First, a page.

7. Supply Chain Codes: In more recent years, as awareness grew about human rights abuses and poor working conditions in global supply chains, industry-specific codes of conduct emerged. These codes aim to ensure that companies and brands uphold ethical standards and protect workers’ rights throughout their supply chains.

8. Modern Corporate Social Responsibility: Today, Codes of Conduct are a critical component of Corporate Social Responsibility (CSR) initiatives. Companies use these codes to demonstrate their commitment to ethical practices, sustainability, and social impact.

Objectives of a Code of Conduct for Buyers:

1. Ethical Behavior: Encourage buyers to conduct their purchasing activities ethically and responsibly, adhering to legal requirements and avoiding actions that could harm suppliers or violate human rights.

2. Fair Practices: Promote fair competition, avoid conflicts of interest, and prevent discriminatory or prejudiced behavior in the procurement process.

3. Transparency: Encourage openness and transparency in buyer-supplier relationships, including clear communication, accurate record-keeping, and disclosure of relevant information.

4. Sustainability: Promote environmentally and socially responsible purchasing practices, considering factors such as sustainability, diversity, and local economic development.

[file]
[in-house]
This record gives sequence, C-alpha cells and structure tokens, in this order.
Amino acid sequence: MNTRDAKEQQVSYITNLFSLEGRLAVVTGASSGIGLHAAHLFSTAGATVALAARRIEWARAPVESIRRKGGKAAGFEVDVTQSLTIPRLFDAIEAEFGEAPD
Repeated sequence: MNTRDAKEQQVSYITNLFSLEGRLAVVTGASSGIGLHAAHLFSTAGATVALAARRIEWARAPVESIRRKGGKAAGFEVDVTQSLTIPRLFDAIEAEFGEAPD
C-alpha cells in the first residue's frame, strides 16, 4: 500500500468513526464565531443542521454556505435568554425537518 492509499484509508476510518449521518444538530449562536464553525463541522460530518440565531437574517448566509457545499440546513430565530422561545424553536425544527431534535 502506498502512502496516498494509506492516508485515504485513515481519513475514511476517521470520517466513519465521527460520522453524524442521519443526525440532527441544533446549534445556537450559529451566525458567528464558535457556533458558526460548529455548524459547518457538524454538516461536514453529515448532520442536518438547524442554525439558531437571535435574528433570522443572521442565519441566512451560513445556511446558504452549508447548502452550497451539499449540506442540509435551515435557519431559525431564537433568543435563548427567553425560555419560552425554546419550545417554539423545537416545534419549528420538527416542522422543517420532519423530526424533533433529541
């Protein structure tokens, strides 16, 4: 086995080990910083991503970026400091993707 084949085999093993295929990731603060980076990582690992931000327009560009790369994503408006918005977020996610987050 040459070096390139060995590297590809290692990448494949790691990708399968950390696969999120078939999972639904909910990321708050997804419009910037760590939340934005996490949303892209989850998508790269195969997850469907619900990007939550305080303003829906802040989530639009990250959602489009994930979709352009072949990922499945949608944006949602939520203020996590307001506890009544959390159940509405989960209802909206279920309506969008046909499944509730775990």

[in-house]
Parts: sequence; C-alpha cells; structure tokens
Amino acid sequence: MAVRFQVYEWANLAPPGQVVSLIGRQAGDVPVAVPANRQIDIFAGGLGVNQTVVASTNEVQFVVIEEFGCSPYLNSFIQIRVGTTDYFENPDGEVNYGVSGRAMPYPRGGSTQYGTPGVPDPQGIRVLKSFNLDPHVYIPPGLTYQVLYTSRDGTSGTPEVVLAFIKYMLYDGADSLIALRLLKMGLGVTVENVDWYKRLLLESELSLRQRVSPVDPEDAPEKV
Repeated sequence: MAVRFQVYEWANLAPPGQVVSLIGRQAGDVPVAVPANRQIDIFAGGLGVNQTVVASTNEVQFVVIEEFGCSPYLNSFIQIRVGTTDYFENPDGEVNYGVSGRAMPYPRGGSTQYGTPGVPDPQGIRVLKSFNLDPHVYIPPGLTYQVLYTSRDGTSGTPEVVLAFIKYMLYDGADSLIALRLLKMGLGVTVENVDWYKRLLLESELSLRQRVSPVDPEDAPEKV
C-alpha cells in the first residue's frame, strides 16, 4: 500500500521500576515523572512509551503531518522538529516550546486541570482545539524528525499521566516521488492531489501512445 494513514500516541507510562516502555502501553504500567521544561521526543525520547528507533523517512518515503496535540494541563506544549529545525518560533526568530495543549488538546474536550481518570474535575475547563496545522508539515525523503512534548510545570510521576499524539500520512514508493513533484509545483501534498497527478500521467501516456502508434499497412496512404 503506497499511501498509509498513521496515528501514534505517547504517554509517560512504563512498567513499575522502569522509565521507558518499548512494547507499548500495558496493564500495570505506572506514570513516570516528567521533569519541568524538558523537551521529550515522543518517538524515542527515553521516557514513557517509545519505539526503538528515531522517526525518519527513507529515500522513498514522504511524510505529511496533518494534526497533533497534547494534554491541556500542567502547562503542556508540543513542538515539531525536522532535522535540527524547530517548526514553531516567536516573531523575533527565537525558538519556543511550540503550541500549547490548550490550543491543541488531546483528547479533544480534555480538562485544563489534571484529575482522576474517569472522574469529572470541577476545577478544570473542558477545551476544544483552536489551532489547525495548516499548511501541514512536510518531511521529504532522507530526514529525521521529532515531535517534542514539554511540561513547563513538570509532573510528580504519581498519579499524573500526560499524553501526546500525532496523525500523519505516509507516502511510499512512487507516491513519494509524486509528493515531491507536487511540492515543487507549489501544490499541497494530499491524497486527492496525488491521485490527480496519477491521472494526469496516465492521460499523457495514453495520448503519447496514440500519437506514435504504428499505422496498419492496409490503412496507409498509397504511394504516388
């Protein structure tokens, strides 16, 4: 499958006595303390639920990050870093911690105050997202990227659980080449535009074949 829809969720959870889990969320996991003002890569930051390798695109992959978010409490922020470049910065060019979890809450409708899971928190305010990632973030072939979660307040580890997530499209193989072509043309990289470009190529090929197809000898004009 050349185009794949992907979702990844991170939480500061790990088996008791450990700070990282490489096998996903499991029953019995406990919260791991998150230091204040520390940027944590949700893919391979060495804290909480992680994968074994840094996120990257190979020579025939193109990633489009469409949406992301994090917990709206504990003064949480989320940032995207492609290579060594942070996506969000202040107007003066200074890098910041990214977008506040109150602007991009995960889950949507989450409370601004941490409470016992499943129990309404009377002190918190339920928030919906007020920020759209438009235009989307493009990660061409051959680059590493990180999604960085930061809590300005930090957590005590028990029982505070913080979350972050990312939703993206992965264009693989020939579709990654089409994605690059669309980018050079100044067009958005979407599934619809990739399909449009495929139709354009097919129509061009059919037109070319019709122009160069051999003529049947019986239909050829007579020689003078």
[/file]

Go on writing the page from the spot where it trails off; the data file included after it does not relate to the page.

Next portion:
5. Compliance: Ensure compliance with relevant laws, regulations, and industry standards to mitigate legal risks and maintain the reputation of the organization.

What does the Buyer Code accomplish and why does it matter?

The Buyer Code’s primary objective is to address the power imbalance between Buyers and Suppliers by compelling Buyers to improve their purchasing practices. These practices include aspects like pricing, payment terms, production timelines, and delivery conditions. The code is crucial because irresponsible purchasing practices by brands can contribute to human rights abuses within their supply chains. For instance, during the early months of the COVID-19 pandemic, some apparel brands used one-sided contracts to cancel orders without payment, adversely affecting vulnerable workers.

Importance of a Code of Conduct for Buyers:

1. Building Trust: A well-defined code of conduct builds trust and credibility with suppliers, fostering long-term and mutually beneficial relationships.

2. Risk Mitigation: By setting clear guidelines, the code of conduct helps identify and mitigate potential risks associated with unethical or illegal behavior, reducing the likelihood of legal disputes or reputational damage.

3. Reputation Management: Demonstrating ethical purchasing practices enhances the organization’s reputation among stakeholders, including customers, investors, and the broader public.